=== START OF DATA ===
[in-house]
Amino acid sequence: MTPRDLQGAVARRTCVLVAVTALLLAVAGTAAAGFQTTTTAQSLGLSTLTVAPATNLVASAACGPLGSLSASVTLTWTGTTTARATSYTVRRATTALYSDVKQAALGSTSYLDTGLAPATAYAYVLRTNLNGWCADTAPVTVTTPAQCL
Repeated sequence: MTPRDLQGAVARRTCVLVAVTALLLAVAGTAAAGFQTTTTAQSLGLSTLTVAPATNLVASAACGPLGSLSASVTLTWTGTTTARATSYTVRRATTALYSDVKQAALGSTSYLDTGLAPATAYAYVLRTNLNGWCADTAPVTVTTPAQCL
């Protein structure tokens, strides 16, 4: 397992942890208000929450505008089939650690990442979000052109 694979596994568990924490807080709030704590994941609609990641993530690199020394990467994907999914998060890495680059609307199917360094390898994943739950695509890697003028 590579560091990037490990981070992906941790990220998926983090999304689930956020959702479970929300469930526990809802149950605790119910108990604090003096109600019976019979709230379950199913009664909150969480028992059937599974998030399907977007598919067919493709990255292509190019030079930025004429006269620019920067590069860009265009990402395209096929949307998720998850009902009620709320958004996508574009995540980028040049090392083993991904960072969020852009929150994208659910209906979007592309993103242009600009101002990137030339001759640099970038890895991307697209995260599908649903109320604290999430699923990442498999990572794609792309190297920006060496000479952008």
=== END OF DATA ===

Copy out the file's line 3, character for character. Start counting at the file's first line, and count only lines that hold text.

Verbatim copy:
Repeated sequence: MTPRDLQGAVARRTCVLVAVTALLLAVAGTAAAGFQTTTTAQSLGLSTLTVAPATNLVASAACGPLGSLSASVTLTWTGTTTARATSYTVRRATTALYSDVKQAALGSTSYLDTGLAPATAYAYVLRTNLNGWCADTAPVTVTTPAQCL